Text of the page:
We begin to lose our grip and find ourselves in the grip of something that carries us along. We are exposed, vulnerable, expectant, in motion, moving, being moved, by the impossible. We are transformed…
I am driven by love to understand what I love when I love my God… I am beset by love, overtaken by love, drawn out of myself by love. I understand that this whole idea of a self rests in this dedication, this gift of myself, to something beyond my own self-love – to the children, all the children, not just my own, to the future, to the least among us.”
God lives in us, and we cannot be separated from God’s love. And we are asked to express and extend God’s love to our fellow human beings… wherever there is God, there is love. Wherever there is love there is God. That is how we can act to make God’s presence felt in the world; that is how we can discover God’s presence. It is where there is love. When we do not know how to love, or how to act in response to God’s love, we can look to Jesus. How did he live and respond? Here is more from John Caputo, on the mystery of Jesus and the love of God:
The Christian… is someone who confesses that the power of God is with Jesus, that Jesus is Emmanuel, which means “God with us”, and at the same time, in the same breath, is continually disturbed by the question that Jesus asks, “who do men say that I am?” (Matt. 16:15). Contrary to the condensed wisdom of the bumper stickers, Jesus is not The Answer but the place of the question, of an abyss that is opened up by the life and death of a man who, by putting forgiveness before retribution, threw all human accounting into confusion, utterly confounding the stockbrokers of the finite, who always seek a balance of payments, which means who always want to settle the score. Who is this many who counsels us to forgive, to give up what is our due, who asks, who did, the impossible? What does his life and death tell us about ourselves, including those among us who, because of an accident of birth, have never heard his name? What is happening in and what is opened up by our memory of Jesus, by the mystery of his unaccountable teachings of forgiveness and who told us to be of a new heart? What is contained in our memory of Jesus that cannot be contained by all the accumulated prestige and power of the institutions and structures, the creedal formulae and the theologies, that dare speak in his name? What mystery unfolds there? The mystery of the love of God, to be sure.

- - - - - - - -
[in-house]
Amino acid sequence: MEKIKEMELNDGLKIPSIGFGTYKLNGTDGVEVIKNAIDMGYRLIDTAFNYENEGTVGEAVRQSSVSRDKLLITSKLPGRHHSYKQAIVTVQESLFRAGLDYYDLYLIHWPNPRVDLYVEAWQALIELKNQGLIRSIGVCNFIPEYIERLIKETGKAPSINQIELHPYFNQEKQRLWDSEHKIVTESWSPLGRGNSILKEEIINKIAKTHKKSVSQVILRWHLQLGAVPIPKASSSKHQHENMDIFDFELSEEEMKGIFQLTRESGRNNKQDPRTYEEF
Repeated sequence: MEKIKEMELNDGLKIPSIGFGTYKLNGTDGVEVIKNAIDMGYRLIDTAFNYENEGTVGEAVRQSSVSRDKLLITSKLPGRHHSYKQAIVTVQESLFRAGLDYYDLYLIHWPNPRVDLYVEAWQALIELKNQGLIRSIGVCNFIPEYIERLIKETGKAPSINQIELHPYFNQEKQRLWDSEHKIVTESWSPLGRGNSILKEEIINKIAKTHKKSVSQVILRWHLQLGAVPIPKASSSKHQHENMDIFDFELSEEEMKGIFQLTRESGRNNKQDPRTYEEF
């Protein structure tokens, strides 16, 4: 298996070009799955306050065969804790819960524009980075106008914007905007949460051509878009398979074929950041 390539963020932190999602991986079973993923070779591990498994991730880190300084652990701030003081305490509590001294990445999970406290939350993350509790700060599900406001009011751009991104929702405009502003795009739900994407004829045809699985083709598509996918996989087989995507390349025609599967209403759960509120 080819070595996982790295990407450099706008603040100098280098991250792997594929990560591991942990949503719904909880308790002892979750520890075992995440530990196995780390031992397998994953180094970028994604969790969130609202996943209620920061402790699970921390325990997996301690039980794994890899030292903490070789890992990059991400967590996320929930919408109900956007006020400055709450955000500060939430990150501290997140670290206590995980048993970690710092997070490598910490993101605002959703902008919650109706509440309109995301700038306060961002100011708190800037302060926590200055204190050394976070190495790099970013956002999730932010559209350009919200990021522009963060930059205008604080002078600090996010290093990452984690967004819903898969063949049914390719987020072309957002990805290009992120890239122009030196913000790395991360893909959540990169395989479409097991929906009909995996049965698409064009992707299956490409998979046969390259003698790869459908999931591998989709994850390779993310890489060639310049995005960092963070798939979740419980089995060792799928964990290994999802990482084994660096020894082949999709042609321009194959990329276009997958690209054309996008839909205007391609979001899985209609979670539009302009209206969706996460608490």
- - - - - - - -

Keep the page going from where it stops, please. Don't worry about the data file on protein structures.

What did Jesus do? He gave his life for us. These verses also speak to me about the love of God and what we are called to.
1 John 3:16-20
16 This is how we know what love is: Jesus Christ laid down his life for us. And we ought to lay down our lives for our brothers and sisters. 17 If anyone has material possessions and sees a brother or sister in need but has no pity on them, how can the love of God be in that person? 18 Dear children, let us not love with words or speech but with actions and in truth.
19 This is how we know that we belong to the truth and how we set our hearts at rest in his presence:20 If our hearts condemn us, we know that God is greater than our hearts, and he knows everything.
1 John 4:16-21
16 And so we know and rely on the love God has for us.
God is love. Whoever lives in love lives in God, and God in them. 17 This is how love is made complete among us so that we will have confidence on the day of judgment: In this world we are like Jesus. 18 There is no fear in love. But perfect love drives out fear, because fear has to do with punishment. The one who fears is not made perfect in love.
19 We love because he first loved us. 20 Whoever claims to love God yet hates a brother or sister is a liar. For whoever does not love their brother and sister, whom they have seen, cannot love God, whom they have not seen. 21 And he has given us this command: Anyone who loves God must also love their brother and sister.
I want to turn briefly to MLK Jr who provided a living example of someone with a passion for the impossible, someone who demonstrated the how not just the what of love. In one of his speeches, he speaks of “maladjusted people”, which to me is another exploration of what it means to be “unhinged”. In another, he speaks of his commitment to love.
…there are certain things within our social order to which I am proud to be maladjusted and to which I call upon all men of good will to be maladjusted… let me say to you that I never did intend to adjust to the evils of segregation and discrimination. I never did intend to adjust myself to religious bigotry. I never did intend to adjust myself to economic conditions that will take necessities from the many to give luxuries to the few. I never did intend to adjust myself to the madness of militarism, and the self-defeating effects of physical violence. And I call upon all men of good will to be maladjusted because it may well be that the salvation of our world lies in the hands of the maladjusted.